The Community Development Office (CDO) coordinates the State of Colorado's work to identify and promote local government best practices for integrating land use and water planning. Land use is a local decision; in order to ensure community identity, heritage, economic health, and plans for growth align with available supplies of clean water resources, communities should incorporate water into long range planning processes. Water and land use integration is also a key goal of the Colorado Water Plan.
In 2015, Governor Hickenlooper signed SB 15-008 into law. Among other water efficiency-related measures, the law calls for the Colorado Water Conservation Board (CWCB) to work with DOLA’s Division of Local Government (DLG) to develop and provide training and make recommendations regarding how to better integrate water demand management and conservation planning with land use planning. Since 2015, DOLA and CWCB have collaborated and leveraged the work of partners across the state to encourage both communities and water providers to meet these objectives.
In March 2020, Governor Polis signed HB 20-1095: Local Governments Water Elements In Master Plans into law. HB 20-1095 does not require that local governments incorporate a water element into their comprehensive plan. However, it states that if a community chooses to do so, then the local government must:
- Consult with the entities that supply their water "to ensure coordination on water supply and facility planning."
- "Identify water supplies and facilities sufficient to meet the needs of the public and private infrastructure reasonably anticipated or identified in the planning process."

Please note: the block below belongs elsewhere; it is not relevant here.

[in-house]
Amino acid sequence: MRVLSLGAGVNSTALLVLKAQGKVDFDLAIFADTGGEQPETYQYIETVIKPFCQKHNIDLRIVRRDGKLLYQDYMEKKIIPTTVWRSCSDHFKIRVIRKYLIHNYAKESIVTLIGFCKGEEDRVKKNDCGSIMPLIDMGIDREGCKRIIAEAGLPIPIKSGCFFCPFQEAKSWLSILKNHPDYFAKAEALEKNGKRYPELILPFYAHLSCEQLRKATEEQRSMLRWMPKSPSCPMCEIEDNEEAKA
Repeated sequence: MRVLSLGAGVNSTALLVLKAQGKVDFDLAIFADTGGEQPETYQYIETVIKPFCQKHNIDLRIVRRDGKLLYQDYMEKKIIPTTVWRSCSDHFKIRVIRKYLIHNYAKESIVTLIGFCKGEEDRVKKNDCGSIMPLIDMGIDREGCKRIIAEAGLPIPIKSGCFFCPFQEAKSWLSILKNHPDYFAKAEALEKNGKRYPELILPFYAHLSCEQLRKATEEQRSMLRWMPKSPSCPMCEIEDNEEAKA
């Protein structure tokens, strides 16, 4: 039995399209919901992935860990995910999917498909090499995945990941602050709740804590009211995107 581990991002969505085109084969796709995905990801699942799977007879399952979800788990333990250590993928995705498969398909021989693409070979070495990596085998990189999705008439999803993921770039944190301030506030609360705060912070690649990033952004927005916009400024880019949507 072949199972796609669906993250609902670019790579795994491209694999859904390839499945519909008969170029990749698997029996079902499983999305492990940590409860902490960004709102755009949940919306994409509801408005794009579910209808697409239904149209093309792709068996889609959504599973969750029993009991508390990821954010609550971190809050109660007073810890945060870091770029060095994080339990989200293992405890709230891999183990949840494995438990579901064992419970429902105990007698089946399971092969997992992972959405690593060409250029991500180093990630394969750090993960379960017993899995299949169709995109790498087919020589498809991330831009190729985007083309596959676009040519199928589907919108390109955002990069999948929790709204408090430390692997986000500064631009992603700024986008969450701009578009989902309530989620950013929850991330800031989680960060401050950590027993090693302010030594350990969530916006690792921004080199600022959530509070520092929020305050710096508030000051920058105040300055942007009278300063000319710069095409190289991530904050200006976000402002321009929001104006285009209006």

- Include water conservation policies (ideally tied to the Colorado Water Plan).
Policies to implement water conservation and other Water Plan goals may be a condition of development approvals, including subdivisions, planned unit developments, special use permits, and zoning changes. HB 20-1095 also directs DOLA to provide educational resources and technical assistance to local governments interested in including water policies in their comprehensive plans. Contact the Community Development Office's Land Use and Water Planner to explore ways in which your community can integrate water into its comprehensive plan or other planning processes.
Colorado Water and Land Use Planning Alliance
In December 2017, CWCB and DOLA convened the Water and Land Use Planning Alliance (“the Alliance”). The Alliance is a non-formal multi-stakeholder group of representatives from state agencies, local governments, advocacy organizations, research organizations, and other interested parties who come together with the purpose of coordinating to develop resources, provide technical assistance, and track progress on water and land use integration across Colorado. The Alliance meets quarterly. For more information and to view Alliance meeting summaries, visit the land use page of CWCB’s website.
Tools for Local Governments
The Community Development Office, along with its partners, is developing a resource guide for local governments that aim to incorporate more water conservation strategies into land use planning. See CDO’s page about comprehensive plans for guidance on how to incorporate water into comprehensive plans.
In May 2021, a team of researchers from the University of Colorado's Colorado Center for Sustainable Urbanism and the University of Arizona released a report and accompanying collection of best practices for water and land use planning integration in Colorado. The report includes data for six general topic areas: jurisdictional water planning practices; water supply, quality, and management; ecological and natural resources; applied integration of land use and water planning; opinions regarding integration of land use and water planning; and sustainability.